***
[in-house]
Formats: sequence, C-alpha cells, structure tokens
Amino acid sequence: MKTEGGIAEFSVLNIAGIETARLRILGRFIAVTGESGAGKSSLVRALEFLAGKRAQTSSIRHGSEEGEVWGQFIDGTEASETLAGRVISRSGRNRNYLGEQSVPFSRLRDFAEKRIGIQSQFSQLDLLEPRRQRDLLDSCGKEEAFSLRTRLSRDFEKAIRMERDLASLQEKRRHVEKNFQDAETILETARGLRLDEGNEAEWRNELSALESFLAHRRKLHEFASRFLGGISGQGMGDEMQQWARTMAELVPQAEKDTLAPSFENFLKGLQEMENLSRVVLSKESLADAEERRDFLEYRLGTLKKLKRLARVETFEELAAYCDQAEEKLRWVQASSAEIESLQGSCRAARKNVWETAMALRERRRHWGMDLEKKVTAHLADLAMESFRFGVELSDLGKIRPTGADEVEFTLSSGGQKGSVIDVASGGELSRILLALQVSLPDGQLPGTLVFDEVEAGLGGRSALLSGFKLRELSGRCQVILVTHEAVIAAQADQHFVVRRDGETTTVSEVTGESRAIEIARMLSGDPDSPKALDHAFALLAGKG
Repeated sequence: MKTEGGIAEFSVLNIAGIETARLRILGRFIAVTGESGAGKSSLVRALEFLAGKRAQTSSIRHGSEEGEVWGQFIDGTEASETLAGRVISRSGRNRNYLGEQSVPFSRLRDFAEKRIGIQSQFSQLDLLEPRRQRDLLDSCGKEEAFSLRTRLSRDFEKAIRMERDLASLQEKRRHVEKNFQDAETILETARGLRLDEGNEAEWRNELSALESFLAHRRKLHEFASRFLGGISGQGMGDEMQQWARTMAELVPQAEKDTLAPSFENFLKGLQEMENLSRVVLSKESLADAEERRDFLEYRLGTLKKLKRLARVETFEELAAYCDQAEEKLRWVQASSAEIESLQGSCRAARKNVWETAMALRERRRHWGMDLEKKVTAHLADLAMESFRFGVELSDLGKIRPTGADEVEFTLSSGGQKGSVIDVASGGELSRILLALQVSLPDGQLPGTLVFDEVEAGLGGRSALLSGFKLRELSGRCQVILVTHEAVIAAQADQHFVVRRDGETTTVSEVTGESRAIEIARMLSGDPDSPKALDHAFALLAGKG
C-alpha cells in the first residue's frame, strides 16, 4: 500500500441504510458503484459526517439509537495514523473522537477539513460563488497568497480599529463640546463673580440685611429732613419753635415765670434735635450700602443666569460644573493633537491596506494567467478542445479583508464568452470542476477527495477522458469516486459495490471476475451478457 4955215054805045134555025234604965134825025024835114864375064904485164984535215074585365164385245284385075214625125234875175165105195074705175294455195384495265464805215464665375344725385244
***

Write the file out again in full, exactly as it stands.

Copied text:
[in-house]
Formats: sequence, C-alpha cells, structure tokens
Amino acid sequence: MKTEGGIAEFSVLNIAGIETARLRILGRFIAVTGESGAGKSSLVRALEFLAGKRAQTSSIRHGSEEGEVWGQFIDGTEASETLAGRVISRSGRNRNYLGEQSVPFSRLRDFAEKRIGIQSQFSQLDLLEPRRQRDLLDSCGKEEAFSLRTRLSRDFEKAIRMERDLASLQEKRRHVEKNFQDAETILETARGLRLDEGNEAEWRNELSALESFLAHRRKLHEFASRFLGGISGQGMGDEMQQWARTMAELVPQAEKDTLAPSFENFLKGLQEMENLSRVVLSKESLADAEERRDFLEYRLGTLKKLKRLARVETFEELAAYCDQAEEKLRWVQASSAEIESLQGSCRAARKNVWETAMALRERRRHWGMDLEKKVTAHLADLAMESFRFGVELSDLGKIRPTGADEVEFTLSSGGQKGSVIDVASGGELSRILLALQVSLPDGQLPGTLVFDEVEAGLGGRSALLSGFKLRELSGRCQVILVTHEAVIAAQADQHFVVRRDGETTTVSEVTGESRAIEIARMLSGDPDSPKALDHAFALLAGKG
Repeated sequence: MKTEGGIAEFSVLNIAGIETARLRILGRFIAVTGESGAGKSSLVRALEFLAGKRAQTSSIRHGSEEGEVWGQFIDGTEASETLAGRVISRSGRNRNYLGEQSVPFSRLRDFAEKRIGIQSQFSQLDLLEPRRQRDLLDSCGKEEAFSLRTRLSRDFEKAIRMERDLASLQEKRRHVEKNFQDAETILETARGLRLDEGNEAEWRNELSALESFLAHRRKLHEFASRFLGGISGQGMGDEMQQWARTMAELVPQAEKDTLAPSFENFLKGLQEMENLSRVVLSKESLADAEERRDFLEYRLGTLKKLKRLARVETFEELAAYCDQAEEKLRWVQASSAEIESLQGSCRAARKNVWETAMALRERRRHWGMDLEKKVTAHLADLAMESFRFGVELSDLGKIRPTGADEVEFTLSSGGQKGSVIDVASGGELSRILLALQVSLPDGQLPGTLVFDEVEAGLGGRSALLSGFKLRELSGRCQVILVTHEAVIAAQADQHFVVRRDGETTTVSEVTGESRAIEIARMLSGDPDSPKALDHAFALLAGKG
C-alpha cells in the first residue's frame, strides 16, 4: 500500500441504510458503484459526517439509537495514523473522537477539513460563488497568497480599529463640546463673580440685611429732613419753635415765670434735635450700602443666569460644573493633537491596506494567467478542445479583508464568452470542476477527495477522458469516486459495490471476475451478457 4955215054805045134555025234604965134825025024835114864375064904485164984535215074585365164385245284385075214625125234875175165105195074705175294455195384495265464805215464665375344725385244